whether the CE should include actions to repair, reconstruct, or 
replace a facility that has experienced catastrophic failure regardless 
of cause. A catastrophic failure is considered to be the sudden and 
complete failure of a major element or segment of the facility that 
causes a devastating impact on transportation services. The FHWA and 
the FTA seek comments from grantees about their experiences with these 
kinds of projects and activities described in this paragraph and the 
environmental impacts of such projects.
    The requirements in Section 1315(b) of MAP-21 will be addressed 
through questions presented in this NPRM and then more specifically 
through rulemaking for other relevant sections of MAP-21. The MAP-21 
creates requirements for both the FHWA and the FTA to develop asset 
management and other programs. For the FHWA, MAP-21 Section 1106 
creates a new requirement for States to develop risk-based asset 
management plans pursuant to 23 U.S.C. 119. The FHWA proposes to 
address the requirements of Section 1315(b) in the implementing 
regulations for MAP-21 Section 1106. The FHWA will also consider 
comments received in response to this NPRM in upcoming rulemaking 
proceedings to address other MAP-21 requirements related to asset 
management and the emergency relief program.
    The FTA proposes to address the requirements of Section 1315(b) 
through rulemaking to implement other MAP-21 provisions for transit 
projects. Including proposed regulations to address 1315(b) in other 
FHWA and FTA rulemakings would incorporate the periodic review and 
evaluation of alternatives in a program management process, which the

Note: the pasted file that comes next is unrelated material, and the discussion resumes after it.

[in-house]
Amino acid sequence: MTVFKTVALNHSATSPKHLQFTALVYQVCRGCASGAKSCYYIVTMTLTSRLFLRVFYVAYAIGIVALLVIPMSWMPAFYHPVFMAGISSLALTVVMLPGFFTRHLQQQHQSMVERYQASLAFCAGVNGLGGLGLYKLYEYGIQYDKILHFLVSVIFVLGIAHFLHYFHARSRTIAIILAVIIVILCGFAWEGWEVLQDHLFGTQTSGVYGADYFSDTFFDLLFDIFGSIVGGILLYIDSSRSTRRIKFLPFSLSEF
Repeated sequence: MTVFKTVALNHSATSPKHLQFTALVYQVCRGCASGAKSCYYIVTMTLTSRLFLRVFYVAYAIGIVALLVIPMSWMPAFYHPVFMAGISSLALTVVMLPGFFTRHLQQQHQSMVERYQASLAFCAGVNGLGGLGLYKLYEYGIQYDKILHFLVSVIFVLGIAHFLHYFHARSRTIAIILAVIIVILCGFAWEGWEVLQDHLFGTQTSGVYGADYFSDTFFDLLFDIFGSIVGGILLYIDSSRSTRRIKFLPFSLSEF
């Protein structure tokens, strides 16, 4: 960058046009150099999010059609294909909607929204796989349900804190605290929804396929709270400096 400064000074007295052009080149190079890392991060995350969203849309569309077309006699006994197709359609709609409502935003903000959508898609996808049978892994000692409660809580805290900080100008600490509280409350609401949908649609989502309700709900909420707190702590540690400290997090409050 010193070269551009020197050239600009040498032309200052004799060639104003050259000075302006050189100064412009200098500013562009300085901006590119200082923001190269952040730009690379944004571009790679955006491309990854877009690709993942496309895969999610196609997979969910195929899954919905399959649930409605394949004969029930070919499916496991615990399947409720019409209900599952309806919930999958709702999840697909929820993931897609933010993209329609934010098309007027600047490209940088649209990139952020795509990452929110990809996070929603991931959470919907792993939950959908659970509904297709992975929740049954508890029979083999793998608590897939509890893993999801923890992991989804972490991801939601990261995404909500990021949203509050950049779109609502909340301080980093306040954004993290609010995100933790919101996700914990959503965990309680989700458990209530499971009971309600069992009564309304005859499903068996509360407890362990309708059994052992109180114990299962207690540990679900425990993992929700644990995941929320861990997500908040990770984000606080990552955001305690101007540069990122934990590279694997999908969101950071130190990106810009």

FHWA and the FTA believe is the appropriate approach to achieve the 
most effective results.
    The FHWA and the FTA will use this rulemaking to obtain input on 
how to best approach the periodic evaluations required under Section 
1315(b). With respect to Section 1315(b) of MAP-21, the FHWA and the 
FTA specifically seek comment on the following questions regarding 
approaches to the requirement for periodic evaluations to determine 
whether reasonable alternatives exist to roads, highways, or bridges 
that repeatedly require repair and reconstruction activities:
    (1) Is it appropriate to incorporate the Section 1315(b) review 
into any periodic evaluation of transportation assets conducted by the 
State for its risk-based asset management plan developed pursuant to 23 
U.S.C. 119, or into similar transit programs? Are there other periodic 
reviews for either highways or transit into which the Section 1315(b) 
review could be incorporated?
    (2) How frequently should the evaluations be conducted? Should a 
time frame be specified in the regulation, or remain at the discretion 
of the State or transit agency?
    (3) How should the evaluations consider the risk of recurring 
damage and the cost of future repair under both current and future 
environmental conditions?
    (4) What factors ought to be considered in the evaluations to 
assess the risk of recurring damage, the protection of public safety 
and health and the environment, and the cost of future repairs?

Section-by-Section Discussion of the Proposals

    This proposal would amend 23 CFR 771.117(c)(9) by changing the 
heading for paragraph (9) to ``Emergencies'' and adding two new 
provisions under paragraph (9) describing the covered actions. The new 
paragraph (9)(i) would include all emergency repairs under 23 U.S.C. 
125, which is the same language used in the CE for emergency repairs 
under the existing Section 771.117(c)(9). The new subparagraph (9)(ii) 
would add the new covered actions described in MAP-21 Section 1315(a) 
by adding emergency repair or reconstruction activities for any road, 
highway, or bridge that is in operation or under construction when 
damaged by an emergency declared by the Governor of the State and 
concurred in by the Secretary, or for a disaster or emergency declared 
by the President under the Robert T. Stafford Act (42 U.S.C. 5121), 
subject to the conditions specified in the subsection. The conditions